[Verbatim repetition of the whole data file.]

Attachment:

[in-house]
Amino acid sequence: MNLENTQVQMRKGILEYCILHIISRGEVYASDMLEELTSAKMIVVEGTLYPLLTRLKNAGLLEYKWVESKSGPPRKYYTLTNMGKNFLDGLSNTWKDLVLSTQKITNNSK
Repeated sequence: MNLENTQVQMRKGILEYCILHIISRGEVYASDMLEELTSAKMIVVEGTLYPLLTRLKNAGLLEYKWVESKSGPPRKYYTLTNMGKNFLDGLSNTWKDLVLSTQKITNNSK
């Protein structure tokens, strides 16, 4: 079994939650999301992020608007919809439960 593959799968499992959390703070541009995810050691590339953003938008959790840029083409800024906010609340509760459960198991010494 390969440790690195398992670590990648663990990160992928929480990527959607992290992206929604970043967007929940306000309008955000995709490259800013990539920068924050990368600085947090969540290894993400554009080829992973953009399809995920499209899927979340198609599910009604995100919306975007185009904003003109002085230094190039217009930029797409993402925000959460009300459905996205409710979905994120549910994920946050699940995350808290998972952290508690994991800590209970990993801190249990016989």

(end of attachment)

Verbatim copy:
[in-house]
Amino acid sequence: MNLENTQVQMRKGILEYCILHIISRGEVYASDMLEELTSAKMIVVEGTLYPLLTRLKNAGLLEYKWVESKSGPPRKYYTLTNMGKNFLDGLSNTWKDLVLSTQKITNNSK
Repeated sequence: MNLENTQVQMRKGILEYCILHIISRGEVYASDMLEELTSAKMIVVEGTLYPLLTRLKNAGLLEYKWVESKSGPPRKYYTLTNMGKNFLDGLSNTWKDLVLSTQKITNNSK
């Protein structure tokens, strides 16, 4: 079994939650999301992020608007919809439960 593959799968499992959390703070541009995810050691590339953003938008959790840029083409800024906010609340509760459960198991010494 390969440790690195398992670590990648663990990160992928929480990527959607992290992206929604970043967007929940306000309008955000995709490259800013990539920068924050990368600085947090969540290894993400554009080829992973953009399809995920499209899927979340198609599910009604995100919306975007185009904003003109002085230094190039217009930029797409993402925000959460009300459905996205409710979905994120549910994920946050699940995350808290998972952290508690994991800590209970990993801190249990016989």